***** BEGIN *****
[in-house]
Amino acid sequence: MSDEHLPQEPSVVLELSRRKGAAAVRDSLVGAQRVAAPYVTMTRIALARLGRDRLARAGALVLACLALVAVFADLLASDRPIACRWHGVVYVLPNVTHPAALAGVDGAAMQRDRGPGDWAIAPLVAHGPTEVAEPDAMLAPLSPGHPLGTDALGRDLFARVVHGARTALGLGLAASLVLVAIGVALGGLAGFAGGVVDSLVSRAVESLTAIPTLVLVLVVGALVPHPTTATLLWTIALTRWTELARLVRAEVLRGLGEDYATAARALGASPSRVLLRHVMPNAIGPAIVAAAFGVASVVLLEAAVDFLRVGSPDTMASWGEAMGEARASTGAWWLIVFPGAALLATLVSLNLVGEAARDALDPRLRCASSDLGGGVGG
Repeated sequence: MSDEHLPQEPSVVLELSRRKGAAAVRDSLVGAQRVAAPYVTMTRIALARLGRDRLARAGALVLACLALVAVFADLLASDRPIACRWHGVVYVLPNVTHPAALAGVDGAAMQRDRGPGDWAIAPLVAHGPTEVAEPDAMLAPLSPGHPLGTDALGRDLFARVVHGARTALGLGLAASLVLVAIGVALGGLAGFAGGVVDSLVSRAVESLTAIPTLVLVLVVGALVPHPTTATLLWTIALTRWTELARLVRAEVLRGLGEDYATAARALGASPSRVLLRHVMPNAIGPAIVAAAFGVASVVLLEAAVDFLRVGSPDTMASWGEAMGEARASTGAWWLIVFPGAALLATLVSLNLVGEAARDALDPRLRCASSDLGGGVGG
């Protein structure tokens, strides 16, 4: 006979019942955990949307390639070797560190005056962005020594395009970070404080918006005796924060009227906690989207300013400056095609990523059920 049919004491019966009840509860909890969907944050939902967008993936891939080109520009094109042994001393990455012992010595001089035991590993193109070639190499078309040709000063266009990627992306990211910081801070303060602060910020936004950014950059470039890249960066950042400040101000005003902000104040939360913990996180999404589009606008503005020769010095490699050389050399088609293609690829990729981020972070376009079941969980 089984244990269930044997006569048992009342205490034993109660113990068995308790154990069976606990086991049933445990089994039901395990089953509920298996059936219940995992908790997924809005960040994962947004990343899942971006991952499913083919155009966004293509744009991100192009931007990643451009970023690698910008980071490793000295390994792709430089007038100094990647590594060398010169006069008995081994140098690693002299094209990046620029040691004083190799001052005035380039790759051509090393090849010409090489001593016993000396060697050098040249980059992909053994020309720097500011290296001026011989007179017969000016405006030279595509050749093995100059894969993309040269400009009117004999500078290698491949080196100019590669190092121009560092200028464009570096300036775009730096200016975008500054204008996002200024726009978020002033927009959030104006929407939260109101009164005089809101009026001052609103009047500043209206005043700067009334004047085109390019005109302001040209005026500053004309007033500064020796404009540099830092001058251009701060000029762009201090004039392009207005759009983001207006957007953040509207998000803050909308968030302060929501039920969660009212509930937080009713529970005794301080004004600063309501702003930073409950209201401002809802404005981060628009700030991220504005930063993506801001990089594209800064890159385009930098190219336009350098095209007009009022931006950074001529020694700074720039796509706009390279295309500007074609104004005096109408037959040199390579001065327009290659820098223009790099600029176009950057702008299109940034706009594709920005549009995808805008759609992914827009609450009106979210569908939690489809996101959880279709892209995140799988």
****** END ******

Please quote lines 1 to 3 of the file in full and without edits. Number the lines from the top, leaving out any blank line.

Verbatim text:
[in-house]
Amino acid sequence: MSDEHLPQEPSVVLELSRRKGAAAVRDSLVGAQRVAAPYVTMTRIALARLGRDRLARAGALVLACLALVAVFADLLASDRPIACRWHGVVYVLPNVTHPAALAGVDGAAMQRDRGPGDWAIAPLVAHGPTEVAEPDAMLAPLSPGHPLGTDALGRDLFARVVHGARTALGLGLAASLVLVAIGVALGGLAGFAGGVVDSLVSRAVESLTAIPTLVLVLVVGALVPHPTTATLLWTIALTRWTELARLVRAEVLRGLGEDYATAARALGASPSRVLLRHVMPNAIGPAIVAAAFGVASVVLLEAAVDFLRVGSPDTMASWGEAMGEARASTGAWWLIVFPGAALLATLVSLNLVGEAARDALDPRLRCASSDLGGGVGG
Repeated sequence: MSDEHLPQEPSVVLELSRRKGAAAVRDSLVGAQRVAAPYVTMTRIALARLGRDRLARAGALVLACLALVAVFADLLASDRPIACRWHGVVYVLPNVTHPAALAGVDGAAMQRDRGPGDWAIAPLVAHGPTEVAEPDAMLAPLSPGHPLGTDALGRDLFARVVHGARTALGLGLAASLVLVAIGVALGGLAGFAGGVVDSLVSRAVESLTAIPTLVLVLVVGALVPHPTTATLLWTIALTRWTELARLVRAEVLRGLGEDYATAARALGASPSRVLLRHVMPNAIGPAIVAAAFGVASVVLLEAAVDFLRVGSPDTMASWGEAMGEARASTGAWWLIVFPGAALLATLVSLNLVGEAARDALDPRLRCASSDLGGGVGG